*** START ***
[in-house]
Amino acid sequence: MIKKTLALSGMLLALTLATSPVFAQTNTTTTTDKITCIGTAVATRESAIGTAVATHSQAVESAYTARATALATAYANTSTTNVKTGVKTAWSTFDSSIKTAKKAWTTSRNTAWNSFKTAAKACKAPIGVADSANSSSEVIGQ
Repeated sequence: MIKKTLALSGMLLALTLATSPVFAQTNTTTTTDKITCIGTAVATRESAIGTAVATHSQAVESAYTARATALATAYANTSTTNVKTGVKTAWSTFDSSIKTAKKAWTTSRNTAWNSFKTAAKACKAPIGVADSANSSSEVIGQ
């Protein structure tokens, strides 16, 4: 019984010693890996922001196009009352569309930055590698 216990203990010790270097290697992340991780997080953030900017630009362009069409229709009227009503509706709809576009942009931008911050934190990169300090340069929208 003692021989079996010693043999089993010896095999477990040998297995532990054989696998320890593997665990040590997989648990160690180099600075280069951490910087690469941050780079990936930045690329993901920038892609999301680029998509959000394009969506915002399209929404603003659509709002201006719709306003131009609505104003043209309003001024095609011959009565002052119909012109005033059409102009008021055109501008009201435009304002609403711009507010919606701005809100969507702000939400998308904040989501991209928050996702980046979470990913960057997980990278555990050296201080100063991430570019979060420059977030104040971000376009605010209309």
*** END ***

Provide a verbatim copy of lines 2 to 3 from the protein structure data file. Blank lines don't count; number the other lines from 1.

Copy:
Amino acid sequence: MIKKTLALSGMLLALTLATSPVFAQTNTTTTTDKITCIGTAVATRESAIGTAVATHSQAVESAYTARATALATAYANTSTTNVKTGVKTAWSTFDSSIKTAKKAWTTSRNTAWNSFKTAAKACKAPIGVADSANSSSEVIGQ
Repeated sequence: MIKKTLALSGMLLALTLATSPVFAQTNTTTTTDKITCIGTAVATRESAIGTAVATHSQAVESAYTARATALATAYANTSTTNVKTGVKTAWSTFDSSIKTAKKAWTTSRNTAWNSFKTAAKACKAPIGVADSANSSSEVIGQ